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Neue Technik verfolgt Blutzucker mit Licht

von NFI Redaktion

Diabetes is a widespread disease for which unfortunately there is still no cure. Individuals with diabetes must regularly monitor their blood glucose levels and administer insulin to keep it under control. In nearly all cases, blood is taken from the fingertip through a finger prick for blood glucose level measurement. Since this procedure can be painful, researchers worldwide are actively exploring less invasive alternatives that utilize modern electronics.

Several methods have been proposed for measuring blood glucose levels, with the use of infrared light being a prominent example. Devices based on light in the mid-infrared range have shown reasonable performance. However, the required sources, detectors, and optical components are expensive and difficult to integrate into portable devices. Near-infrared light, on the other hand, can be easily generated and detected with cost-effective components. Many smartphones and smartwatches already use NIR sensors to measure heart rate and blood oxygen levels. Unfortunately, glucose in the NIR range does not have clear absorption peaks, making it difficult to differentiate from other blood chemicals like lipids and proteins.

To address this limitation, a research team led by Tomoya Nakazawa of Hamamatsu Photonics (Japan) recently developed a novel method for estimating blood glucose levels from NIR measurements. Their work, which could revolutionize non-invasive blood glucose monitoring, was published in the Journal of Biomedical Optics.

The key contribution of this study is a new blood glucose index derived by the research team from basic NIR formulas. Their approach starts with extracting oxyhemoglobin (HbO2) and deoxyhemoglobin (Hb) signals from NIR measurements. By analyzing vast amounts of data on NIR measurements, the researchers recognized that the phase delay (asynchrony) between the low-frequency and oscillating components of HbO2 and Hb signals is closely related to the degree of oxygen consumption during each cardiac cycle and thus serves as a measure of metabolism.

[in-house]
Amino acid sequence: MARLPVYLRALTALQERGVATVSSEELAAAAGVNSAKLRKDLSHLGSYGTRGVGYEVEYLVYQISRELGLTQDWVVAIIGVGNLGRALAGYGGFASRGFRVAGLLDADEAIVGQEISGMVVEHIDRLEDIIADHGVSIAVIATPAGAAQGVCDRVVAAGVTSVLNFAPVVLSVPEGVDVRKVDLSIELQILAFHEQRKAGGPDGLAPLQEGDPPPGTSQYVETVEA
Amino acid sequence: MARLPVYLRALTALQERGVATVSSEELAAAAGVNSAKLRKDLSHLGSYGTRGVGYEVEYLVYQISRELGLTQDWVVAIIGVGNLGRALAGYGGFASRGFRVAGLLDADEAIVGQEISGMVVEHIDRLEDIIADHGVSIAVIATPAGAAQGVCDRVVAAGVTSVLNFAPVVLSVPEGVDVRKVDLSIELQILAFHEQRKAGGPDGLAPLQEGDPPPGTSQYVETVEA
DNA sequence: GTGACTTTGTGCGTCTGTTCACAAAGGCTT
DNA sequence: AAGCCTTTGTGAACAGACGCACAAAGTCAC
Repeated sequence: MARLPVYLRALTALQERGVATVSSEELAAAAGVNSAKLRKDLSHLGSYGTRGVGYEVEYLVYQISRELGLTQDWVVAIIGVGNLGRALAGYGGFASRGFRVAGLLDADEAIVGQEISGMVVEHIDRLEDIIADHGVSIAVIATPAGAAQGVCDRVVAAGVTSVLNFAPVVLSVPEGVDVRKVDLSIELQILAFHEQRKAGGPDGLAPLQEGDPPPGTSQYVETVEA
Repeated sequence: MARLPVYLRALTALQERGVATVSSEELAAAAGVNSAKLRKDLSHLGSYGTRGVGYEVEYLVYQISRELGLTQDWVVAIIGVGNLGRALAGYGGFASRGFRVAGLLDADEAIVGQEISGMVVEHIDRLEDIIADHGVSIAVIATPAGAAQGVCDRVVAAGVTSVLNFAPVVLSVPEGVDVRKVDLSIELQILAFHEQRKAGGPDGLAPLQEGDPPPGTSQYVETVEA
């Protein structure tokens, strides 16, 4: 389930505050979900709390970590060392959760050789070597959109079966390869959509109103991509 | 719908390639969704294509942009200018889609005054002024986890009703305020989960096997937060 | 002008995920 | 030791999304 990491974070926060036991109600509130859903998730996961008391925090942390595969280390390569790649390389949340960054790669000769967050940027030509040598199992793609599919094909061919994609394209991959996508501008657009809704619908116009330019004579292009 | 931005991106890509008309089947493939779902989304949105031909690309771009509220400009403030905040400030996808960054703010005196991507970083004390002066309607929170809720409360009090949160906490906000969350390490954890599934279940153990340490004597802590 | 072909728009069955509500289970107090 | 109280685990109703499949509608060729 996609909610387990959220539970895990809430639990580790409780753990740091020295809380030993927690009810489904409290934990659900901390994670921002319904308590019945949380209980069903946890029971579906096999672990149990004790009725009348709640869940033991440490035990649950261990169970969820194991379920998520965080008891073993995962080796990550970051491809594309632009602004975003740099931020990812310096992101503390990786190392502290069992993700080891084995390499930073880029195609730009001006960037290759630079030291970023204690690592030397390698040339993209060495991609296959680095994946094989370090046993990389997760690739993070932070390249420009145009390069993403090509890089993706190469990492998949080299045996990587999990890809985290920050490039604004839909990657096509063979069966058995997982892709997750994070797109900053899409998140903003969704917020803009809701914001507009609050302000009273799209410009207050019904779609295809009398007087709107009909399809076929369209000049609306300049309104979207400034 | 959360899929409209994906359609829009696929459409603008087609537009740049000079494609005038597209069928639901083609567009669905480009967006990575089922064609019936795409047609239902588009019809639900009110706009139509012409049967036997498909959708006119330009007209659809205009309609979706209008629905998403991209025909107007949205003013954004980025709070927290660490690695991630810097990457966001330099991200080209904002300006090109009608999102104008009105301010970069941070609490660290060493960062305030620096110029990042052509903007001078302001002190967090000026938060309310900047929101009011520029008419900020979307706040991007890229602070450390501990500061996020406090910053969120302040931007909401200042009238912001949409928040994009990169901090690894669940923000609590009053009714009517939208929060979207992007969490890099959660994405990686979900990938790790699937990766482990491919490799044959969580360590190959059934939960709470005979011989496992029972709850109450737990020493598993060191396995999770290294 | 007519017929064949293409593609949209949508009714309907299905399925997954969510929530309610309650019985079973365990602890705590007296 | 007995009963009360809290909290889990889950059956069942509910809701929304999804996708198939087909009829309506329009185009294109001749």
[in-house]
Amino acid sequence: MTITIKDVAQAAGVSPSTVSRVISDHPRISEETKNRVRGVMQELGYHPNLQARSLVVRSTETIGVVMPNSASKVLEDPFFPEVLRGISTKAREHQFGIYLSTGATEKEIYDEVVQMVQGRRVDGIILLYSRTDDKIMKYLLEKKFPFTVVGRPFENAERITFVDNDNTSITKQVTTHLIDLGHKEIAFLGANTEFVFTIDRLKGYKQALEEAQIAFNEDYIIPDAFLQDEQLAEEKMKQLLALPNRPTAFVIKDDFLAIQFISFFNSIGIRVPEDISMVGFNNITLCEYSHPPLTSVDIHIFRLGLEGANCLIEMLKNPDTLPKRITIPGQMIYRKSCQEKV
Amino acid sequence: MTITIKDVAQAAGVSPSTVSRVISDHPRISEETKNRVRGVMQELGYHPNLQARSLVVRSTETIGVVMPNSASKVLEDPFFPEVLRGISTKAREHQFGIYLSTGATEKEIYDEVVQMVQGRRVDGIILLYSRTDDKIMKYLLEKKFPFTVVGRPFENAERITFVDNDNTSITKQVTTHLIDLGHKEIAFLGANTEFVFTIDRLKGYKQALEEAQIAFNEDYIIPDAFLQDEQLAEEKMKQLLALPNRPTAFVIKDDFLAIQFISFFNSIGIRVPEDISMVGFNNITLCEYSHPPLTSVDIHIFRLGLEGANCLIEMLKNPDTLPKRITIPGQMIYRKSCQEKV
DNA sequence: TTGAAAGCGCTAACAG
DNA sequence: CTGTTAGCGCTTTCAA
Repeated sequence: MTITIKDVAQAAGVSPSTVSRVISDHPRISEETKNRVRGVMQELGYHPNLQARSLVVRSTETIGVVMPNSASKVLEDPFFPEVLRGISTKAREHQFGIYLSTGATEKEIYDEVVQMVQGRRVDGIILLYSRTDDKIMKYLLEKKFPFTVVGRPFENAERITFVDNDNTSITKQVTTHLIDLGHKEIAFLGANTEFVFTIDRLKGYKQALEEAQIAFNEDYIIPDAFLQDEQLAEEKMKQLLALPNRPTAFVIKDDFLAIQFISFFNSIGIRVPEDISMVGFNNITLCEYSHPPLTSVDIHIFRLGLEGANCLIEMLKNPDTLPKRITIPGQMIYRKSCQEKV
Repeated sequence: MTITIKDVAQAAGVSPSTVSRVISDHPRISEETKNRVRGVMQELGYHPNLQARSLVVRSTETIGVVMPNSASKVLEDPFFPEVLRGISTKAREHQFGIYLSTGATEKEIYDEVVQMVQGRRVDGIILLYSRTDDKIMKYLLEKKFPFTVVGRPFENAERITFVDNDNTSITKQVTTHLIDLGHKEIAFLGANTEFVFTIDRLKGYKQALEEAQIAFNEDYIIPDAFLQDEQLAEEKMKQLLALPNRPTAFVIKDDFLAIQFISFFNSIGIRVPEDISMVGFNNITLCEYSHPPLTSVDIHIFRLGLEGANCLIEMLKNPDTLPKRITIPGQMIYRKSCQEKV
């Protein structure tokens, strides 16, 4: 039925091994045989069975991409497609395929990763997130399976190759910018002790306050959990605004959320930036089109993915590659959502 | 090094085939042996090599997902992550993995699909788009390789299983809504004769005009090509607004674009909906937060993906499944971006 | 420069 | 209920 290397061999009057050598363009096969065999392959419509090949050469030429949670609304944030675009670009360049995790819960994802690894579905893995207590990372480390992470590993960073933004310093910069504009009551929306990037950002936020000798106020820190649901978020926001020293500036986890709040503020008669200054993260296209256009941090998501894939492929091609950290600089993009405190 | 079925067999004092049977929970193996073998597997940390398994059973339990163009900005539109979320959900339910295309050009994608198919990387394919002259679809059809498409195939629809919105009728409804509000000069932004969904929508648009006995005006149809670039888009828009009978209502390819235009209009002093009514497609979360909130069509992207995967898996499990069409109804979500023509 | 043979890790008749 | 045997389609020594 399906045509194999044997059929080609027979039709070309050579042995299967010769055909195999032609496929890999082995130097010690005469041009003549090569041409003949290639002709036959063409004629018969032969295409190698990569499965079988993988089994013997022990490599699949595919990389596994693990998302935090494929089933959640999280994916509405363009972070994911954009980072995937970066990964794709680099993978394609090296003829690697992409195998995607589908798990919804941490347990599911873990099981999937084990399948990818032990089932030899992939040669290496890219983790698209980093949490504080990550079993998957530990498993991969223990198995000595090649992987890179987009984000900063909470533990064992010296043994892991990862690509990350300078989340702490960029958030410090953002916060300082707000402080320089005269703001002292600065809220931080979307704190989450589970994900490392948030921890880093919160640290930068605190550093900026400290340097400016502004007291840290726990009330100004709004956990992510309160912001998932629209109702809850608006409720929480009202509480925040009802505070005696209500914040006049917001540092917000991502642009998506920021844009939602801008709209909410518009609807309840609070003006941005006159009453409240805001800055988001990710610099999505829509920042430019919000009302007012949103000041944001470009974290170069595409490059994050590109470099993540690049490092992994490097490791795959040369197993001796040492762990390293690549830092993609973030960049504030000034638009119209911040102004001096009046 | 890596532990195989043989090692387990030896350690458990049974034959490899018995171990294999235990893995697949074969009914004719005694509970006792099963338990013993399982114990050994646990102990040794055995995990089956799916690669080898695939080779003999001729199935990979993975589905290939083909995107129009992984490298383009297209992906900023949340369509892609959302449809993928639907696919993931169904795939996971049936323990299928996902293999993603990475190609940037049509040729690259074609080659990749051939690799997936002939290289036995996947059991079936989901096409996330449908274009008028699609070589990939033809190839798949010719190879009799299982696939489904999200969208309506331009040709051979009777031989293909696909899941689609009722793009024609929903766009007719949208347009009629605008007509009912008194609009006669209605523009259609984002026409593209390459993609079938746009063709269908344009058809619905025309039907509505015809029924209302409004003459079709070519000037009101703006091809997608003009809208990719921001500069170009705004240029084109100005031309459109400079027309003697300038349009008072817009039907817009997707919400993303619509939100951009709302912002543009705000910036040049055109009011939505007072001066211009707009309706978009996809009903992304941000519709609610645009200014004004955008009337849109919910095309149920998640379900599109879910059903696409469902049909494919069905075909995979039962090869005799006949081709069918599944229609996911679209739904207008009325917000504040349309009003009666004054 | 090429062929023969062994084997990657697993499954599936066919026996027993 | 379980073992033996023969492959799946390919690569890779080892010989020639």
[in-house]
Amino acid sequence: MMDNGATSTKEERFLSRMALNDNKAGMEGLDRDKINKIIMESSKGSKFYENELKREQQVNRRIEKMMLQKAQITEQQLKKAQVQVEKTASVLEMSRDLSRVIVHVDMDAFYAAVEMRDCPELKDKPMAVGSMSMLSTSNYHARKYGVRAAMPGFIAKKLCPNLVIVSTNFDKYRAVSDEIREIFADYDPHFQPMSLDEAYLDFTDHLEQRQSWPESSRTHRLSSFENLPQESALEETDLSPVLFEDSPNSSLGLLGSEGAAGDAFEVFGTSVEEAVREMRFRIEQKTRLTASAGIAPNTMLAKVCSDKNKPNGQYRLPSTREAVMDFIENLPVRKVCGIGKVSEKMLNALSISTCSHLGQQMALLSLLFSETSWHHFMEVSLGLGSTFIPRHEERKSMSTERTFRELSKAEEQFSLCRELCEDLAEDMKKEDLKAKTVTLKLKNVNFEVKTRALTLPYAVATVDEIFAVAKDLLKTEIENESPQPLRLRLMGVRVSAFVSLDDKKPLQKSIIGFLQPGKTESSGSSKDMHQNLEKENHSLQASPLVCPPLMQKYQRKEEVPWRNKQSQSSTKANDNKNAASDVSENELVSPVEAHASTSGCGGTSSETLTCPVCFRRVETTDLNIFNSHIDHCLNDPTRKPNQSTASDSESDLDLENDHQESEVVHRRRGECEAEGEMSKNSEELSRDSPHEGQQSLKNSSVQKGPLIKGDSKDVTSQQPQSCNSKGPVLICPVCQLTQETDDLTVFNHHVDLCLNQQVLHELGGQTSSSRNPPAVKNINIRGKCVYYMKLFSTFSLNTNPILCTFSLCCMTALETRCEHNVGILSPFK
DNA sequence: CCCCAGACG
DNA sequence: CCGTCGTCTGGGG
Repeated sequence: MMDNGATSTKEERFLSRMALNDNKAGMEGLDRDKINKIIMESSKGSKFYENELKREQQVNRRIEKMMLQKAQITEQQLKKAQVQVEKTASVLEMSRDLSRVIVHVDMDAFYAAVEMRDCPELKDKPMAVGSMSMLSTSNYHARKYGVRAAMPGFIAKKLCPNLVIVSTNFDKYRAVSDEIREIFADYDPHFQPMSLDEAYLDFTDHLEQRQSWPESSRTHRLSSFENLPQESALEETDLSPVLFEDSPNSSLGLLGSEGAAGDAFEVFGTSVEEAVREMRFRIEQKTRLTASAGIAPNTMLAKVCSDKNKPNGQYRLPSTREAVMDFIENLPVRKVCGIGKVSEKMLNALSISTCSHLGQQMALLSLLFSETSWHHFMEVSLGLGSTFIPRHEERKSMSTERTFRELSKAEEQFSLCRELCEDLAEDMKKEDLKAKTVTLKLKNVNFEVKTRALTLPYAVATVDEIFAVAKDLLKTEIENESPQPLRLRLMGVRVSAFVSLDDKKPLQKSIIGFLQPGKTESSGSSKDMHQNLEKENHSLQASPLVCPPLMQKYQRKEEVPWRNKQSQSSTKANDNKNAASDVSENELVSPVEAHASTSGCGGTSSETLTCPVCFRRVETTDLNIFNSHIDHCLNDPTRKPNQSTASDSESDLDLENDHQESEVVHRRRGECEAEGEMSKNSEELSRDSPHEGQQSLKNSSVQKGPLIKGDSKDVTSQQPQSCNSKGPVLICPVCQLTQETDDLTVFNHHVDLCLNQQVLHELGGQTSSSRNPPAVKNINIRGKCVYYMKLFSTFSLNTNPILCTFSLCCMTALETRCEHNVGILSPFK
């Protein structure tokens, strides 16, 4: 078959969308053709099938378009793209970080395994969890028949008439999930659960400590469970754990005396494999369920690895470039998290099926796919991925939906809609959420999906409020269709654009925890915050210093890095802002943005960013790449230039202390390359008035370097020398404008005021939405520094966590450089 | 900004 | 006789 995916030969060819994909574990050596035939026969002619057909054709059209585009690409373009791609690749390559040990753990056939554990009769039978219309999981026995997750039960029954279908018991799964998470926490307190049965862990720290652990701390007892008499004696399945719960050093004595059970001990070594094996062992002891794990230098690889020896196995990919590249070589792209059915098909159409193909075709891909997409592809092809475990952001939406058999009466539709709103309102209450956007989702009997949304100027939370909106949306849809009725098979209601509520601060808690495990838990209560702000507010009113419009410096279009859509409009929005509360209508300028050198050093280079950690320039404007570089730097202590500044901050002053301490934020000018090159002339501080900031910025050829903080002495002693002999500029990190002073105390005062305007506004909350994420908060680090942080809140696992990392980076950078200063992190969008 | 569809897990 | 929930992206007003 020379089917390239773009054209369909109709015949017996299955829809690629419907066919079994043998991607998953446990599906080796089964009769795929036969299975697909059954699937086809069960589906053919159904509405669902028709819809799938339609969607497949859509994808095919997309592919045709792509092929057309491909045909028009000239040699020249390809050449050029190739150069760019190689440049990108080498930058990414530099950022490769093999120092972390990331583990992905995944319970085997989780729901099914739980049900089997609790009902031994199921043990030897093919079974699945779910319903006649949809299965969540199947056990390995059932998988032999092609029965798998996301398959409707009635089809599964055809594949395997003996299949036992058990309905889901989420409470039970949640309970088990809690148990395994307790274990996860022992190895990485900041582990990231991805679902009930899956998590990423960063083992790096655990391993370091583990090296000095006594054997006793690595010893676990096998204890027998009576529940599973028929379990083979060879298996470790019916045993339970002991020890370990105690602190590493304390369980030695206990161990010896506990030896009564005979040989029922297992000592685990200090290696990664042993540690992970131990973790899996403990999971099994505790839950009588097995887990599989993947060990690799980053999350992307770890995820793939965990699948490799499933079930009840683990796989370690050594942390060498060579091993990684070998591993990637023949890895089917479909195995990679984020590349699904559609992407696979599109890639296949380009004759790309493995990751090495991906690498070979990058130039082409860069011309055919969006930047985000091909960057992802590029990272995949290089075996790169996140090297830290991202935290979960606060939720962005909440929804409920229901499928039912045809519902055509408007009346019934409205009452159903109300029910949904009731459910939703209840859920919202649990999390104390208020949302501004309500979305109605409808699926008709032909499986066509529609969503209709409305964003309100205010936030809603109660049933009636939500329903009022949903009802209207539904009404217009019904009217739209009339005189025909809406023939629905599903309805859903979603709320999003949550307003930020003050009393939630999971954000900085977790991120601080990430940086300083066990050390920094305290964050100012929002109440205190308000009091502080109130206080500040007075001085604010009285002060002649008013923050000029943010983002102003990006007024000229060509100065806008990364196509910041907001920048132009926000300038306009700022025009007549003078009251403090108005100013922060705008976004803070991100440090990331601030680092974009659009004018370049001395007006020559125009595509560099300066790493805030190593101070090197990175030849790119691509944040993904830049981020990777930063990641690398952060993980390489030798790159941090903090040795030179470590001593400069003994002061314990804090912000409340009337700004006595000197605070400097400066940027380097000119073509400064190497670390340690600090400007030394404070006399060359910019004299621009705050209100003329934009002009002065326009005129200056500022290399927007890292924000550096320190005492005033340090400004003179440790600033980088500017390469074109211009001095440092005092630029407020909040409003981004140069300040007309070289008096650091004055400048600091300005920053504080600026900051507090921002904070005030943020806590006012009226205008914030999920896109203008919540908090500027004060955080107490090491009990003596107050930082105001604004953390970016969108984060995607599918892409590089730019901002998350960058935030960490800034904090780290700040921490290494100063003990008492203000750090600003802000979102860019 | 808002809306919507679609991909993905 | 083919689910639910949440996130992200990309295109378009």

This metabolism index based on phase delays, which other researchers have not reported on, is a scientifically significant discovery.

Tomoya Nakazawa, Hamamatsu Photonics

The team then attempted to demonstrate the relationship between this newly discovered metabolism index and blood glucose levels through a series of experiments. They initially utilized the NIR sensor of a commercial smartwatch by placing it over the finger of a healthy, resting subject. The subject then consumed various sugary and sugar-free beverages to induce changes in blood glucose levels. Similar experiments were conducted using a custom smartphone holder with a bright LED. The results were highly promising, as the changes in the metabolism index closely matched the fluctuations in blood glucose levels measured with a commercial continuous glucose monitoring device. This confirms that the phase delay between HbO2 and Hb is indeed correlated with blood glucose levels.

Clinical trials on individuals with diabetes are still pending to confirm the applicability of the metabolism index in a real-world context. However, the researchers have high hopes for their innovative technique, as Mr. Nakazawa states: „The proposed method can be fundamentally implemented in existing smart devices with pulse oximetry function and is cost-effective, energy-efficient, and straightforward compared to other non-invasive blood glucose monitoring techniques. Therefore, our approach could become a powerful tool for wearable and accessible blood glucose level monitoring devices in the future.“

Let’s hope that these efforts contribute to practical, non-invasive solutions for individuals with diabetes to keep their blood glucose levels in check and minimize the impact of their condition!

Source:

SPIE – The International Society for Optics and Photonics

Journal Reference:

Nakazawa, T., et al.. (2024) Non-invasive method for blood glucose estimation based on phase delay between oxy- and deoxyhemoglobin using visible and near-infrared spectroscopy. Journal of Biomedical Optics. doi.org/10.1117/1.jbo.29.3.037001.

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